Some memories never leave you. • For goaltender Ben Bishop, it was sitting in his locker stall June 15 at the United Center, a towel draped around his neck, listening to the Blackhawks celebrate their Stanley Cup victory over the Lightning. Queen's We are the Champions played. The Cup, a late arrival, had to be wheeled by a somber Lightning dressing room on its way to the party. It made Bishop sick. • "You remember all of it," Bishop said. "You try not to." • Bishop thought maybe if he hadn't torn his groin earlier in the series, or Tyler Johnson hadn't broken his wrist, Tampa Bay might have been the one hoisting the Cup. • "We want to experience the right side of it," he said.
And if the Lightning has any chance of doing that, it'll largely fall on the shoulders of the 6-foot-7 Bishop, starting with tonight's first-round opener with the Red Wings at Amalie Arena.
Teammates have called Bishop their MVP, their backbone all season, and that was with defenseman Anton Stralman and captain Steven Stamkos healthy. Bishop was one of the only constants in a season of inconsistency, bailing out a less-potent offense and the 28th-ranked power play. When news of Stamkos' blood clot and 1-3 month recovery time came out April 2, general manager Steve Yzerman said if Bishop and backup Andrei Vasilevskiy have to "stand on their head every night, that's what they're going to have to do."
And Yzerman wasn't joking. It could be Bishop or bust.
"That's where Ben comes in," NBCSN analyst Pierre McGuire said. "Goaltending matters a ton. Ben is going to have to elevate, there's no question, he's the great equalizer."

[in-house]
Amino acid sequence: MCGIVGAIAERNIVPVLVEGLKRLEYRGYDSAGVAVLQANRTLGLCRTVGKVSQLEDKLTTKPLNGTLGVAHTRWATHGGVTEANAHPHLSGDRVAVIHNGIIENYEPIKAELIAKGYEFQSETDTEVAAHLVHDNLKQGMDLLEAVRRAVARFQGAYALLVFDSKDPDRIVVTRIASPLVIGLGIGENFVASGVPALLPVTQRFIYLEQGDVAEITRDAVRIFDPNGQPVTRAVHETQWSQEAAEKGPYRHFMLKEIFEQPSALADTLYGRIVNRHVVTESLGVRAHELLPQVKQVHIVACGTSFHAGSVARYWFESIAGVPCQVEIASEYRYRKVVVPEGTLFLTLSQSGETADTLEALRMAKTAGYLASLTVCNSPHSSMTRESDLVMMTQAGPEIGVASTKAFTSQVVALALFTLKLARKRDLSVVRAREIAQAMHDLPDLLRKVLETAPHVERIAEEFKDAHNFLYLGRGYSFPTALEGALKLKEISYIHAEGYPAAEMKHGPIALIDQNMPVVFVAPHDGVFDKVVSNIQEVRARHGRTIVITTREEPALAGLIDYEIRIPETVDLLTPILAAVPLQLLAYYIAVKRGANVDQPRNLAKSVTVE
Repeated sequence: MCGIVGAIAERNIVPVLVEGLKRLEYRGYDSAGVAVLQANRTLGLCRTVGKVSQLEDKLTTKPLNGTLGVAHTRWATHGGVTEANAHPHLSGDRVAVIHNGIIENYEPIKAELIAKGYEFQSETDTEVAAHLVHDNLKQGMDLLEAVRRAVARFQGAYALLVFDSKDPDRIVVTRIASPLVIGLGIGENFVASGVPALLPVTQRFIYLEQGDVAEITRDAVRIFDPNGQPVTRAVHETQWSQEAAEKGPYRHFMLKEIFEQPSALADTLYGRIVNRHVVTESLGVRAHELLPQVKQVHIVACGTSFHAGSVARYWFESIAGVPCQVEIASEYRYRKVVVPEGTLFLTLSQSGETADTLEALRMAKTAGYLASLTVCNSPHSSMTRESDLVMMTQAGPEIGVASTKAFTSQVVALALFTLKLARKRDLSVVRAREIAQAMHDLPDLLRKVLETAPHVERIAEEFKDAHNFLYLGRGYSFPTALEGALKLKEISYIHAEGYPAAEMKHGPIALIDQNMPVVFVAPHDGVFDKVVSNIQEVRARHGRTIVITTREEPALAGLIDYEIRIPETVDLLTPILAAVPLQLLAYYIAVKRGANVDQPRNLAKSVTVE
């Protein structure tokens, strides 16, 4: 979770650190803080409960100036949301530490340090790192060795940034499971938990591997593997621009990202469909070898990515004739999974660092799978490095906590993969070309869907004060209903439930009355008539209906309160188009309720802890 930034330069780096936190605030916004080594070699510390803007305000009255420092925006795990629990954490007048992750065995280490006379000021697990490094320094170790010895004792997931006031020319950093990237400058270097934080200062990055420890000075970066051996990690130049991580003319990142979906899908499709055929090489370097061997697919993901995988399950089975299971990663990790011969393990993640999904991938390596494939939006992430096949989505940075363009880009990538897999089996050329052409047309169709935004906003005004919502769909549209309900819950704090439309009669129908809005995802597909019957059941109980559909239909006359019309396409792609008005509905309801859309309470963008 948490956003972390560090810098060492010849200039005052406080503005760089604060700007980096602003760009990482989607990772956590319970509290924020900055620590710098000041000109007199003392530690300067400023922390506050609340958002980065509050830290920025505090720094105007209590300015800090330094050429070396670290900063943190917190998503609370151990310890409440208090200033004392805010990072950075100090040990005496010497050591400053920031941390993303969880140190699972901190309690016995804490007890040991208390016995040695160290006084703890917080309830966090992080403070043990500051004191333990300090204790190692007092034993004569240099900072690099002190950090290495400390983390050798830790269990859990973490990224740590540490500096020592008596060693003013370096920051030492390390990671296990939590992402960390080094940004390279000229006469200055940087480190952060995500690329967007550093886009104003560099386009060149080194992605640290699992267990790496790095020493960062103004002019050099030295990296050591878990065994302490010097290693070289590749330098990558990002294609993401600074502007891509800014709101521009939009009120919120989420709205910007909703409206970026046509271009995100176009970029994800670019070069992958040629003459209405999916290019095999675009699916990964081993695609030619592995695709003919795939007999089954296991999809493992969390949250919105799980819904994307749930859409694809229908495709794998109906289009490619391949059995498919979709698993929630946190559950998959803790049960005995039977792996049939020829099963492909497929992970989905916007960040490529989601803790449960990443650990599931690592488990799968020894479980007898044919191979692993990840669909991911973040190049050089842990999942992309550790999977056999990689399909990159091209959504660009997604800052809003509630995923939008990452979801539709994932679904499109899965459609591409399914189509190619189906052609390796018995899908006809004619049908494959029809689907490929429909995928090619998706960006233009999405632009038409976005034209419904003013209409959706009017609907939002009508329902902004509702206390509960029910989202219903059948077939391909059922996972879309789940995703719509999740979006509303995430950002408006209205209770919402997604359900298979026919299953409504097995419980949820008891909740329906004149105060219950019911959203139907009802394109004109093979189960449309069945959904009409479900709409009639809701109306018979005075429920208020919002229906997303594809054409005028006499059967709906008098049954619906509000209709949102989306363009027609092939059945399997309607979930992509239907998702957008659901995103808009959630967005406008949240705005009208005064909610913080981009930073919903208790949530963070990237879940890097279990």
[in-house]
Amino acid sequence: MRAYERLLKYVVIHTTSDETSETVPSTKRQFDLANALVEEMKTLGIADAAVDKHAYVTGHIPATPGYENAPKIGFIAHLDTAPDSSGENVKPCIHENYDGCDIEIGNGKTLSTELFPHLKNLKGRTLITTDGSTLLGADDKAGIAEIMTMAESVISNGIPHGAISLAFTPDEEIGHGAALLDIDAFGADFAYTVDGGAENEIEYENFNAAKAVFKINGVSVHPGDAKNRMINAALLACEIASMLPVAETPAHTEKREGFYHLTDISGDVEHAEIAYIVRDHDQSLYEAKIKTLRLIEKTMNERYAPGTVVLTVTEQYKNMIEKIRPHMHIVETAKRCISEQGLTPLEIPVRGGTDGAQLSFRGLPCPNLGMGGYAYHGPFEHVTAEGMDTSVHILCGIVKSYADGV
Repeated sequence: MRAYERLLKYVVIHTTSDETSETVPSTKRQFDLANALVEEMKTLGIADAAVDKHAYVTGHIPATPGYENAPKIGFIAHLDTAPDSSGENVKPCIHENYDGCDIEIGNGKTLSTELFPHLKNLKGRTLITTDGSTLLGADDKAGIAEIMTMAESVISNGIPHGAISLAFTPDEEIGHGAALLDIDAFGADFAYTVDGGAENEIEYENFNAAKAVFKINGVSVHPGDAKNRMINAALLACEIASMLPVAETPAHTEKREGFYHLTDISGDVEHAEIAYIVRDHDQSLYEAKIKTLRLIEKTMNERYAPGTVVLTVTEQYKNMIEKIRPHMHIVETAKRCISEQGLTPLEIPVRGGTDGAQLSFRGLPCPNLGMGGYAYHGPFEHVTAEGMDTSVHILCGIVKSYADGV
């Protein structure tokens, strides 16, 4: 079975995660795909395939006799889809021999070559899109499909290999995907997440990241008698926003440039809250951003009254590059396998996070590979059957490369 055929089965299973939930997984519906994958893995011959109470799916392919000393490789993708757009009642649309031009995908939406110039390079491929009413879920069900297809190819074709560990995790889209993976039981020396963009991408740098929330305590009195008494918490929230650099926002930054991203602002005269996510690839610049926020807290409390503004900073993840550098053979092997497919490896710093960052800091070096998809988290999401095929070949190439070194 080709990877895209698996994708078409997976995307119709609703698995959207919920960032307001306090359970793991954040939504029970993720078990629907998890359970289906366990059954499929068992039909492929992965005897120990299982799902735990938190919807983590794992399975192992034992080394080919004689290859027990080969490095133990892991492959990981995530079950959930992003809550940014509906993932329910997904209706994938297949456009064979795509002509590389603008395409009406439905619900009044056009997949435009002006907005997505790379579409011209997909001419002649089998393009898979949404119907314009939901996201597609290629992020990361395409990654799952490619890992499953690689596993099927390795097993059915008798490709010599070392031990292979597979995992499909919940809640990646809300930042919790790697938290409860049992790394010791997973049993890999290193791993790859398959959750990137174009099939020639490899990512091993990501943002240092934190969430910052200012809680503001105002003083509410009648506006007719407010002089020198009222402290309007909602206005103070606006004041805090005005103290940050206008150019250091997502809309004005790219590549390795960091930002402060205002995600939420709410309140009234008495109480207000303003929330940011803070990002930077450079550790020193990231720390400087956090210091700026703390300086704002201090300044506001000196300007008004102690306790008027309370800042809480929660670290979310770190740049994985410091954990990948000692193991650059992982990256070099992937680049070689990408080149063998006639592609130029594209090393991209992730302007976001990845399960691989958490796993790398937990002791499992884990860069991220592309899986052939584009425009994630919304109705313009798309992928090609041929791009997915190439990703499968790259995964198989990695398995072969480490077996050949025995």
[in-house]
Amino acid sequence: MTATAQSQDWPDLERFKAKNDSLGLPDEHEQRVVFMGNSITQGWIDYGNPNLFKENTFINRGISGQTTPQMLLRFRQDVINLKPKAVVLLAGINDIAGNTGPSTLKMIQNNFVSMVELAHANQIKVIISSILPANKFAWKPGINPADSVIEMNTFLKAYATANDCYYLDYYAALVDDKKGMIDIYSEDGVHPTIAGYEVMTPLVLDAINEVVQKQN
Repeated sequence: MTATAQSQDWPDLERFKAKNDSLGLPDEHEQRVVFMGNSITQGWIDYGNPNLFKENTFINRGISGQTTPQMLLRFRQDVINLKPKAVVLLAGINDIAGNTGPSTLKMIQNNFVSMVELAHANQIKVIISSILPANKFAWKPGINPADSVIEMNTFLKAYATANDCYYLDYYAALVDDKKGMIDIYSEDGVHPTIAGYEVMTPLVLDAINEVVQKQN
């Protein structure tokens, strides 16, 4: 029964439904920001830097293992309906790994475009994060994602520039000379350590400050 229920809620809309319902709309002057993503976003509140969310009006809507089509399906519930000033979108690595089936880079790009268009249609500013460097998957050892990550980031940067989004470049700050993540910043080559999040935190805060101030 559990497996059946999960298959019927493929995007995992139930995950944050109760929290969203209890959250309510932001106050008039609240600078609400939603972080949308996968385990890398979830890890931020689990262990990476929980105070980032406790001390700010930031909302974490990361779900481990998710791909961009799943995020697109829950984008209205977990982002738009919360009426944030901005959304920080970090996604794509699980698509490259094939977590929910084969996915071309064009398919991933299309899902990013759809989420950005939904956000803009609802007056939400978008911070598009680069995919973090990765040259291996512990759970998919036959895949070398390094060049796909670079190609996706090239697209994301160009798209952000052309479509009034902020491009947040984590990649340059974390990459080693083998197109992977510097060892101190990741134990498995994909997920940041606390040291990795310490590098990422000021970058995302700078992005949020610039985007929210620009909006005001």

Just getting the same Bishop performance from this Vezina Trophy-caliber season would be a boost as his 2.06 goals-against average leads the league. But Bishop feels more comfortable and confident heading into his second postseason, drawing from his 2.08 GAA in 25 playoff games last year, including two Game 7 shutouts.
"You're not going to get any more pressure situation than that, unless you're playing in the Olympics in overtime," Bishop said. "You're not going to get more pressure than Game 7 to go to the Stanley Cup. It's an experience thing, you have it in your repertoire, you can go back and lean on it."
There was no significant shift in preparation or mechanics that sparked Bishop's career season.
He said he has had the same routine since he arrived at the 2013 trade deadline from Ottawa.
The success isn't a shock; Bishop was a Vezina finalist two years ago and this is his third consecutive season with 35-plus wins and 60-plus starts.
But he was driven from the start, not only for his team, but to earn a spot on the U.S. World Cup roster, which he did. And Bishop said Vasilevskiy pushed him to be better.
"You don't ever want to be content," Bishop said. "You see guys that are consistent, like (Henrik) Lundqvist, he's good year in year out. That's not because he signed a big contract. He's won gold medals, he's been to the finals, but he's still as competitive as he is. You want to be the best. Nobody wants the fear of being mediocre, you don't want to be mid-pack, you want to be the best at what you do."
What stood out this season for coach Jon Cooper was Bishop's "unreal consistency."
"You look back at his months, there hasn't been any dips," Cooper said. "There hasn't been the 'Oh wow, he had a tough December but he rebounded in January.' It was just really good, really good, really good, really good all the way across."
The Lightning badly needed it, dropping from first in scoring (3.16 goals a game) in 2014-15 to 12th (2.73), including scoring three combined goals during Bishop's five-start losing streak. Imagine how Bishop's 35-21-4 record would look had he not lost 11 starts when allowing two goals or fewer.